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Top 101 NFL free agents for the 2021 season

Doug Farrar and Mark Schofield
Touchdown Wire

The 2021 NFL free-agency period, which officially begins at 4 p.m. ET on March 17, promises to be like few others in the league's history.

The NFL will require its teams to spend a minimum of $180 million on roster salaries in 2021, which represents an increase of the previous figure of $175 million. The 2021 salary cap limit has yet to be announced. Last season teams could spend no more than $198.2 million. The spending limit for the coming season should be announced in the coming weeks.

Here, without further ado, is Touchdown Wire's top 101 free agents for the 2021 season.

1. QB Dak Prescott

It should come as no surprise that Dak Prescott tops this list. As NFL teams are scrambling this offseason to address the sport’s most important position, Prescott is the game’s best talent available in free agency, barring a franchise-tag designation.

What truly stands out about Prescott is not the injury from this past season, but the growth he has made as a quarterback. Coming out of Mississippi State, Prescott was almost an afterthought, selected in Day 3 of the 2016 draft while two other quarterbacks — both of whom recently signed extensions and are now either on or headed to new teams (Jared Goff and Carson Wentz) — were drafted first and second overall.

One of the biggest questions on Prescott was his accuracy, or more specifically, his ball placement. Yet Prescott has made great strides in this area, and in more areas of playing the position.

The Dallas Cowboys would be crazy not to try and find a way to bring Prescott back next season. Look around the league. Teams are clamoring to find a way to sign “the guy” at quarterback. The Cowboys have that player in the building, and they cannot let him walk out.

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2. WR Allen Robinson

Somebody save Allen Robinson.

At this point in his football career, Robinson has played with such illustrious quarterbacks as Christian Hackenberg, Blake Bortles, Mitchell Trubisky and Nick Foles.

Yet even in those environments Robinson has established himself as one of the NFL’s best options at receiver. Robinson is schematically diverse, a downfield threat, a ball-winner and a contested catch receiver over the middle cast in a West Coast offense. In that environment Robinson has still put together back-to-back seasons of over 1,100 receiving yards. Last year was his best as a professional since 2015, as he posted 102 receptions (a career-high) and 1,250 yards for six touchdowns.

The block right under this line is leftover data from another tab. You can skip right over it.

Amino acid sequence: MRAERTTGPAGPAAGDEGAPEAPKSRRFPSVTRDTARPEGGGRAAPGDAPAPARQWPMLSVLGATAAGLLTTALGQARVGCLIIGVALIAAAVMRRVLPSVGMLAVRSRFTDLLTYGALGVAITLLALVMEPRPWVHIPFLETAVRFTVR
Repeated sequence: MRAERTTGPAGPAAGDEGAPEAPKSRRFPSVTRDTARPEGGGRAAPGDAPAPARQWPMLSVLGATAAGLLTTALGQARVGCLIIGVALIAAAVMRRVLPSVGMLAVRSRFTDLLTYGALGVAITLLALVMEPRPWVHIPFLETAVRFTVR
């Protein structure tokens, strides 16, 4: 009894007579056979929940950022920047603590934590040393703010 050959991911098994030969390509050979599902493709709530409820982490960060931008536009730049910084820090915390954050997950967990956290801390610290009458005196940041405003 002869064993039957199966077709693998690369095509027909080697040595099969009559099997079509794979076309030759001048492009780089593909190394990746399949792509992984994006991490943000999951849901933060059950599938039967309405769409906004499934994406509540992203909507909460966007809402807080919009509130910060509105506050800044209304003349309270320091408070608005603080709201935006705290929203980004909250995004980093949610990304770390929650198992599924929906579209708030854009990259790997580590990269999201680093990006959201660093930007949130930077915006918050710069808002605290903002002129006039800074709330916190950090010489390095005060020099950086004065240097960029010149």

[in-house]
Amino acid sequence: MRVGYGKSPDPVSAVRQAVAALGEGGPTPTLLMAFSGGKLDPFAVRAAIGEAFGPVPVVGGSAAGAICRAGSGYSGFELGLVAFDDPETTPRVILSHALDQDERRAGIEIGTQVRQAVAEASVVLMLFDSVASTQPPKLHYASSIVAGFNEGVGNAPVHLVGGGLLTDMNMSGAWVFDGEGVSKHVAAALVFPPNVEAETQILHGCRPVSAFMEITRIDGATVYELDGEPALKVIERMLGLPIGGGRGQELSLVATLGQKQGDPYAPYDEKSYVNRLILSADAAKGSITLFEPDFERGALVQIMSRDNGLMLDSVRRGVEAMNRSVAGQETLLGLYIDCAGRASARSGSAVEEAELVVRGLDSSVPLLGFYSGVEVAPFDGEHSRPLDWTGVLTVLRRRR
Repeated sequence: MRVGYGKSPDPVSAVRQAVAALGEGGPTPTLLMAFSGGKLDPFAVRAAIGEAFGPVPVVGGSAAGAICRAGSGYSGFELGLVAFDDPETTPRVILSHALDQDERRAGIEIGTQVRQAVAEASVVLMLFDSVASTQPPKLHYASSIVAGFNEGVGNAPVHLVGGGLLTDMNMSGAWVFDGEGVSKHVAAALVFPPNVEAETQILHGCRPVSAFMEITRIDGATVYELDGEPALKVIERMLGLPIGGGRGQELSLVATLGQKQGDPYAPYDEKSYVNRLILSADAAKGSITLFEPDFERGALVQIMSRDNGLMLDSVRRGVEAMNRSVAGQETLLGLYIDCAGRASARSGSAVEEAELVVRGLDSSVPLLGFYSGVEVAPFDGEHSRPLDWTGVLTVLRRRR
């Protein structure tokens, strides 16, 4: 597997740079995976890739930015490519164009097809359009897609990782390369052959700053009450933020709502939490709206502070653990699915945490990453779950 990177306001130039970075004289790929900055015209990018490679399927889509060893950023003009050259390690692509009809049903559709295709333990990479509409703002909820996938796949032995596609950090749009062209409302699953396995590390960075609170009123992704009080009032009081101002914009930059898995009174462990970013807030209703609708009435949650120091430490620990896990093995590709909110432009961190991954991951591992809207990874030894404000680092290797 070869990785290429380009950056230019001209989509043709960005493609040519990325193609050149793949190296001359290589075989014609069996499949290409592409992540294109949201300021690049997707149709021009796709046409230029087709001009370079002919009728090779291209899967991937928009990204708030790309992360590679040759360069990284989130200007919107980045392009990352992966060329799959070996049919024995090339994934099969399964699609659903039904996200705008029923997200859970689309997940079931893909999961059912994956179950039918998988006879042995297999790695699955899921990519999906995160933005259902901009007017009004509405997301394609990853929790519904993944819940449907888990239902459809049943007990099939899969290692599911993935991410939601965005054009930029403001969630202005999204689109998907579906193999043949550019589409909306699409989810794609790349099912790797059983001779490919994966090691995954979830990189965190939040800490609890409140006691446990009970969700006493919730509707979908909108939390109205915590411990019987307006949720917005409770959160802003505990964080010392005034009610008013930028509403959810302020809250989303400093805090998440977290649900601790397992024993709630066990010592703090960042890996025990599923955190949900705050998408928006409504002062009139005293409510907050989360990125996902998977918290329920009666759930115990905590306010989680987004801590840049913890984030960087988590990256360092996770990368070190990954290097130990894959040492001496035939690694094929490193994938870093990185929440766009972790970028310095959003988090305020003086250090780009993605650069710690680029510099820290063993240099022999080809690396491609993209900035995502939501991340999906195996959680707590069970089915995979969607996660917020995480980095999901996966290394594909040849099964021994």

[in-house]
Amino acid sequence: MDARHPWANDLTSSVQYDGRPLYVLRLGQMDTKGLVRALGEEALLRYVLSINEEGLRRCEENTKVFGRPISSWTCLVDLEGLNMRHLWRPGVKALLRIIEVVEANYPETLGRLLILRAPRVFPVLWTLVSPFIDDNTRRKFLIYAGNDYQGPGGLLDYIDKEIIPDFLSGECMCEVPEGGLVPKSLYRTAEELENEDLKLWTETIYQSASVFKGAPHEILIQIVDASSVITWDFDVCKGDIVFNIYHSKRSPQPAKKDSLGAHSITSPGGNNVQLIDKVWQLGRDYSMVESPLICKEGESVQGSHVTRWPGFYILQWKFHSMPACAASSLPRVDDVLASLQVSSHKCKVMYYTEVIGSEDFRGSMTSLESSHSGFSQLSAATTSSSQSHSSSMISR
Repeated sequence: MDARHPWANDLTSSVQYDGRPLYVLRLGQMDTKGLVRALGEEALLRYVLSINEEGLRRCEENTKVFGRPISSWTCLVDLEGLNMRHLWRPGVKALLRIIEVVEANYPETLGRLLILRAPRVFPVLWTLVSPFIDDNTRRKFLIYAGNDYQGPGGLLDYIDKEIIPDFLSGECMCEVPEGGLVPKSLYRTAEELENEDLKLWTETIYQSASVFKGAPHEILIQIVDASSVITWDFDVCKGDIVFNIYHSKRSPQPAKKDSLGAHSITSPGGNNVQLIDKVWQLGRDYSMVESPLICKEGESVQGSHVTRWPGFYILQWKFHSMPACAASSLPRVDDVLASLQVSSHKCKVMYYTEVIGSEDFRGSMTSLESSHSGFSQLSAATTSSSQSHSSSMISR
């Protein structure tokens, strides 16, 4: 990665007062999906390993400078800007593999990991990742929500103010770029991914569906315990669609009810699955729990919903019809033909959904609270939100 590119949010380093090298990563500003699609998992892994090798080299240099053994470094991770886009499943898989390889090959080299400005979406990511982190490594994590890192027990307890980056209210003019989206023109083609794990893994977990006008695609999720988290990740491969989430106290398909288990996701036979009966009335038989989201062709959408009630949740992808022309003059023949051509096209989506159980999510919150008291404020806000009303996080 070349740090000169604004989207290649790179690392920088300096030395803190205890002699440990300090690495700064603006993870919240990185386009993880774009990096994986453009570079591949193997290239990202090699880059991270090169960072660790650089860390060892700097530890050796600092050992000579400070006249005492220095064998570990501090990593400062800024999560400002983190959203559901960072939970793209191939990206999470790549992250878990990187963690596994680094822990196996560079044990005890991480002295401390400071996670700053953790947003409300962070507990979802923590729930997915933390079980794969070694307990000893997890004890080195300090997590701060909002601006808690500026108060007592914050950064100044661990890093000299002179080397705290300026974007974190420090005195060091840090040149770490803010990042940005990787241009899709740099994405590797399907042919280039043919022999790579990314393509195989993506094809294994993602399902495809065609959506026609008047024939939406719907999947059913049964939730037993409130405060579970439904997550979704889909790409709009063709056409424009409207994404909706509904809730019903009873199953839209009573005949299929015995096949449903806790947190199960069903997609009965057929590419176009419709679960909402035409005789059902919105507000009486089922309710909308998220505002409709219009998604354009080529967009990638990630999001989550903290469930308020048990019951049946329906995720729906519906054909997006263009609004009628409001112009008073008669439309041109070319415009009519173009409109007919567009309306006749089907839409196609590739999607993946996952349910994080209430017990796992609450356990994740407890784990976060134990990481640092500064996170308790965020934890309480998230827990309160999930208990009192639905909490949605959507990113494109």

There should be no shortage of teams lining up to make him an offer in free agency. The Chicago Bears have a number of issues to address – including both quarterback and cap space – and if Robinson is a casualty of their cap positioning, he might get a chance to finally play with the quarterback of his dreams.

Allen Robinson had 1,260 yards and 6 TDs receiving for the Bears in 2020.

3. S Justin Simmons

The NFL has never placed more of a premium on defensive backs who can play at a high level from multiple positions, and there are few better than Simmons. Last season, per Pro Football Focus, Simmons played 619 snaps at free safety, 319 snaps in the box, 144 in the slot, four snaps at wide cornerback, and one snap on the defensive line.

There isn’t any ball Simmons can’t get to downfield, and he fits well in multiple roles in any defense. Justin Simmons is the best defensive free agent in the upcoming class because he’s truly scheme- and position-transcendent.

4. LB Lavonte David

David has been one of the perfect prototypes of the modern linebacker since the Bucs took him with the 58th overall pick in the 2012 draft, and 2020 was no exception. Last season, he had 118 tackles, 68 stops, three forced fumbles, and he was a force wherever defensive coordinator Todd Bowles lined him up — everywhere from off-ball in concert with Devin White, to the edge in exotic fronts.

If David was to enter the free-agent market, he’d be the most desirable linebacker by a crushing margin, and deservedly so.

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5. WR Chris Godwin

Do not let the lack of explosive production in Super Bowl 55 fool you: Chris Godwin is a premiere player at the wide receiver position. Godwin dealt with hip and leg injuries this season which limited his action, but he still caught 65 passes for 840 yards and seven touchdowns, impressive numbers but shy of his career year in 2019 when he caught 86 passes for 1,333 yards and nine touchdowns.

His combination of game-breaking vertical ability with route-running skills makes him a fit in most any offense. Like the other top receivers in this group Godwin is schematically-diverse. But flashes of brilliance in the downfield passing game are going to get him paid in a big way.

6. WR Kenny Golladay

Scheme fit is a consideration when evaluating players, both incoming rookies and free agents. If the player does not fit well with what you run as an offense or a defense, is the player a viable option for your organization? That is a question that both college scouting departments and pro scouting departments are working through this spring for every NFL organization.